New York City Slums In The 1880s
Jacob A. Riis was one of the first photographers who directed their cameras to the nineteenth-century immigrants in New York. He emigrated from Denmark and arrived in New York in 1870. At the time, thousands of people were coming to New York seeking a better life. Part of them was moving deeper into the continent, but a large part left in the fast-growing city. But there was not enough jobs for all, and rents rose. Many people faced joblessness, hunger, homelessness, and thoughts of suicide.
The Danish American photographer found himself among these people. So when he finally found work as a reporter in 1877, he made it his mission to reveal the crime and poverty of New York City’s East Side slum district to the world. The best way was to take photos. As a result, he published a book How the Other Half Lives: Studies Among the Tenements of New York in 1890 which is considered as a landmark in the annals of social reform.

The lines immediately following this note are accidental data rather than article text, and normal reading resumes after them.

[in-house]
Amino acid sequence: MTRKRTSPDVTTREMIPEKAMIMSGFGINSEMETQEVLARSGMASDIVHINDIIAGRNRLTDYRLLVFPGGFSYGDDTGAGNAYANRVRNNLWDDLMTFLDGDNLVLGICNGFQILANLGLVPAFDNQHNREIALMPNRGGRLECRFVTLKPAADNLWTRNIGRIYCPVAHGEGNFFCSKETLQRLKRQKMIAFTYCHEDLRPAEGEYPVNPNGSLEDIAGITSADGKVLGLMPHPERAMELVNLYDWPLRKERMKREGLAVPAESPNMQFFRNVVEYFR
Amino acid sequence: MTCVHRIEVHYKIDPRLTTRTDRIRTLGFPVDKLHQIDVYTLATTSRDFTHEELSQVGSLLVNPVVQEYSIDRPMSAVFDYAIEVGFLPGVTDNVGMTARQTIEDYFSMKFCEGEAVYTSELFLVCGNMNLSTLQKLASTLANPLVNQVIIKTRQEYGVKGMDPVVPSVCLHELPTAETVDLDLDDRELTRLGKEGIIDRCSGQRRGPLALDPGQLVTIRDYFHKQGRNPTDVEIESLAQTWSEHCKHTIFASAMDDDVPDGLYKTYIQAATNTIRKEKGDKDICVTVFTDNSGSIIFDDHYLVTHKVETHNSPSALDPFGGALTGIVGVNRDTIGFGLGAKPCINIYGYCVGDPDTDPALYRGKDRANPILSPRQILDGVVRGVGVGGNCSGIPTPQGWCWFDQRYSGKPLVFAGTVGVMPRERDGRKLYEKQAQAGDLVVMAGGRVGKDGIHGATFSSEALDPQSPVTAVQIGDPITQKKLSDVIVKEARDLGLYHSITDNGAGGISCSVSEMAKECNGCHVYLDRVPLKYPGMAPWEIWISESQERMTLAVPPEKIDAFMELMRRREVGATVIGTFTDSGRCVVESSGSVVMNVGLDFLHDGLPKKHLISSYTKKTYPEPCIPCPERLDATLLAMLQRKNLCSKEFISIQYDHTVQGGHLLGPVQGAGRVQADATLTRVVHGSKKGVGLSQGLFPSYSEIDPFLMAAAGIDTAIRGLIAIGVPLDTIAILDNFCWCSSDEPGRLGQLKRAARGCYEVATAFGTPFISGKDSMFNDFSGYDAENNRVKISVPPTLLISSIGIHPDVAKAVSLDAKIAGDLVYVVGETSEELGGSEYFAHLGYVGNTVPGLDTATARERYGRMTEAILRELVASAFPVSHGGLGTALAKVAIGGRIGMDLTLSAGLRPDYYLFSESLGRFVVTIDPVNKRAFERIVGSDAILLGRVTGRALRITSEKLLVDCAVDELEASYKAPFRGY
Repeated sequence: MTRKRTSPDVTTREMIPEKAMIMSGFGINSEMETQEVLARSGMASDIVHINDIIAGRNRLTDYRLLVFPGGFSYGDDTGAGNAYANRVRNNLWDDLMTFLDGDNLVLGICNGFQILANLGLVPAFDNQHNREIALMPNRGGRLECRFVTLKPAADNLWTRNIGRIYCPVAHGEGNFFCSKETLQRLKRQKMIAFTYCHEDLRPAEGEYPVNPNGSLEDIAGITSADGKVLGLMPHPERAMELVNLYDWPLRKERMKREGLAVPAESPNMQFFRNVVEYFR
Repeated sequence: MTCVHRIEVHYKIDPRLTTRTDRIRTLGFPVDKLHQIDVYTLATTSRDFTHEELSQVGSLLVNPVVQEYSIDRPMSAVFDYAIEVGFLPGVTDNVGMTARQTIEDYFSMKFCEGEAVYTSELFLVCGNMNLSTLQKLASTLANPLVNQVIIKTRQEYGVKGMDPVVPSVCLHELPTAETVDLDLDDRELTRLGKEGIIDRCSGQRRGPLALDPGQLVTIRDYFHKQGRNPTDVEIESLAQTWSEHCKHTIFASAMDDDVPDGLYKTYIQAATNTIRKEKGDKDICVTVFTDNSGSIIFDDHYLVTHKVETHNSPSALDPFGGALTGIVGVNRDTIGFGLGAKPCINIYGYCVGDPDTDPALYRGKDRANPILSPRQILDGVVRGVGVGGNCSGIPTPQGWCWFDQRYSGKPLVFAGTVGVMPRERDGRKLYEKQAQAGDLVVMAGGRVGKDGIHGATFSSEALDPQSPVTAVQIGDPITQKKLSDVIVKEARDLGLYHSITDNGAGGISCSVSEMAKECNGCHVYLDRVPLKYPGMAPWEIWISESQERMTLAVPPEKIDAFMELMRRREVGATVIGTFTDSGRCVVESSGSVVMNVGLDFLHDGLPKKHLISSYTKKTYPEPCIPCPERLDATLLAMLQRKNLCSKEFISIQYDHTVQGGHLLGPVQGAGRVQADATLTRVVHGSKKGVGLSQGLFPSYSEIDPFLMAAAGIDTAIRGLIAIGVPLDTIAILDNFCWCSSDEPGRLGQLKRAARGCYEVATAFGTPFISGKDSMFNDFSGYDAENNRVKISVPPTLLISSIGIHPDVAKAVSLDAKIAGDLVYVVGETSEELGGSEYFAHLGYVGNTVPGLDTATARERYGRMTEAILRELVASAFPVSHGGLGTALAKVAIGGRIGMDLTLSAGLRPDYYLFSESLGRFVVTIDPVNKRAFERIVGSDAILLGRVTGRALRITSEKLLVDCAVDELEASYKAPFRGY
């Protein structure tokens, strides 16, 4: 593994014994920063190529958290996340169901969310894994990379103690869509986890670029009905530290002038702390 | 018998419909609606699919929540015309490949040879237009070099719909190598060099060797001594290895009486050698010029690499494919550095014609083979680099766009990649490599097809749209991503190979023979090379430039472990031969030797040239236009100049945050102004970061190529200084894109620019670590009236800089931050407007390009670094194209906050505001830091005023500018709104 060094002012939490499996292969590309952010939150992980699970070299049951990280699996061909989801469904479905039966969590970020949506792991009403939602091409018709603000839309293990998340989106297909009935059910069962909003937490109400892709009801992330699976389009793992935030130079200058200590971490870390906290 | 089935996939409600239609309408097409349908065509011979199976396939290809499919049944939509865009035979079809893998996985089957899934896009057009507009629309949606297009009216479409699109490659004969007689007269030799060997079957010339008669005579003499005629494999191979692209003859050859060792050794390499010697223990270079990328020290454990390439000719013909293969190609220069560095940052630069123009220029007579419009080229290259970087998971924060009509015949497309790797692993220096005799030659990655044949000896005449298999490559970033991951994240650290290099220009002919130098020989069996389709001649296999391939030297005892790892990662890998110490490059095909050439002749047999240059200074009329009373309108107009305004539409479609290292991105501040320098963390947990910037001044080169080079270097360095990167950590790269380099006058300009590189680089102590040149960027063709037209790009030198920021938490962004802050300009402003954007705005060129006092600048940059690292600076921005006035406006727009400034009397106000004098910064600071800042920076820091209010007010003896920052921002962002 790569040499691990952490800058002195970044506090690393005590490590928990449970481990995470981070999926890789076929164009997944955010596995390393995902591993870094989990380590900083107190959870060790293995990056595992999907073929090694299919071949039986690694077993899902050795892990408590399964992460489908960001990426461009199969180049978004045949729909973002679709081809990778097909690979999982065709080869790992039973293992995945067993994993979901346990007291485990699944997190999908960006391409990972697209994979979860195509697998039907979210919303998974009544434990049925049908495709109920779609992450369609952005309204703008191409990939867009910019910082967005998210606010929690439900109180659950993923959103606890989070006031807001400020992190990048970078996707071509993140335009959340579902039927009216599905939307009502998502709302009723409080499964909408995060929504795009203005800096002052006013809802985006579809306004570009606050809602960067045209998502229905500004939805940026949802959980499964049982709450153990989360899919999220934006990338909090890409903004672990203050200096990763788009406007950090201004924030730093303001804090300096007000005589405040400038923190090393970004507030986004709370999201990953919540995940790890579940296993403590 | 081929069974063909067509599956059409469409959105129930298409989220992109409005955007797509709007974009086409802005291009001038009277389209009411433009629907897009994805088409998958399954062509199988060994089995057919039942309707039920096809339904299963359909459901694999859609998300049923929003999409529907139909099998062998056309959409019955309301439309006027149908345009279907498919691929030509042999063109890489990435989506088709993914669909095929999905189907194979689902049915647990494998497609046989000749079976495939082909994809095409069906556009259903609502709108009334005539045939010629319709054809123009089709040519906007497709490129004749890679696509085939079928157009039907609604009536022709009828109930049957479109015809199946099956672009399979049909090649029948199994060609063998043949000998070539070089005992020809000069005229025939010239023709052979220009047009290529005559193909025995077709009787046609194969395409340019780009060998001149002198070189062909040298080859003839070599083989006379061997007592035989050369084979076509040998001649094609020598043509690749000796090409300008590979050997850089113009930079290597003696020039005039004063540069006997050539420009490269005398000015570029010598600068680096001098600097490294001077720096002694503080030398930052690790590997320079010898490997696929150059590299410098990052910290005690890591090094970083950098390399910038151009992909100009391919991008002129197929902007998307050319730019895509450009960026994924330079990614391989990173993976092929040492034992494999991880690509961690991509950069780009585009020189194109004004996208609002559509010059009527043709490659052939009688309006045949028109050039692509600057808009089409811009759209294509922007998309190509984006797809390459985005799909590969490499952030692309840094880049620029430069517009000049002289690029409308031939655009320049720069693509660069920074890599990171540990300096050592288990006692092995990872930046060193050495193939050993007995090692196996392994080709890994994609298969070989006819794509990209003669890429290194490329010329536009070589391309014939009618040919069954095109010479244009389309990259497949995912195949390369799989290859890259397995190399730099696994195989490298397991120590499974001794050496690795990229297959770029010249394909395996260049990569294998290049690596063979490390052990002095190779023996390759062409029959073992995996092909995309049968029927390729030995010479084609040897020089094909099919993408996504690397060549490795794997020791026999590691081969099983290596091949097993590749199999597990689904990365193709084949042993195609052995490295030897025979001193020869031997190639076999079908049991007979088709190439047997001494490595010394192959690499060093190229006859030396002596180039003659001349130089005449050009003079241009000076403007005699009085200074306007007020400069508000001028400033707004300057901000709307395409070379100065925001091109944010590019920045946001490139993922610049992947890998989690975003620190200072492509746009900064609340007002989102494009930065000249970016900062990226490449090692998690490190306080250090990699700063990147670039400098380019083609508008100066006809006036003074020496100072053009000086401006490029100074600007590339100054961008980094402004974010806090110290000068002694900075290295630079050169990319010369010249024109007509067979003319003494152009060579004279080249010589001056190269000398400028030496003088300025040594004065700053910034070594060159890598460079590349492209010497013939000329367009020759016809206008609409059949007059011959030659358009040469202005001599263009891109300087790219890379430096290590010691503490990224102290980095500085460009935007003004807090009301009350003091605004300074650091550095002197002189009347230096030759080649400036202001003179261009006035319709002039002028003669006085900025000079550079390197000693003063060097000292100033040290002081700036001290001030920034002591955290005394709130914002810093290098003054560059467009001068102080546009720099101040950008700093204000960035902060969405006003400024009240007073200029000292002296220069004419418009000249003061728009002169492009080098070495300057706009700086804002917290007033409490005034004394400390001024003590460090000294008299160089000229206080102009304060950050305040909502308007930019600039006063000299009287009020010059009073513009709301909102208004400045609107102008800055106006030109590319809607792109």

Riis took photographs until 1898. In 1901, he resigned from his job as a reporter and dedicated his life to social activities. He died in 1914. Currently, Riis’ negatives are in the collections of Museum of the City of New York. Check out his photographs of New York City slums taken in the 1880s.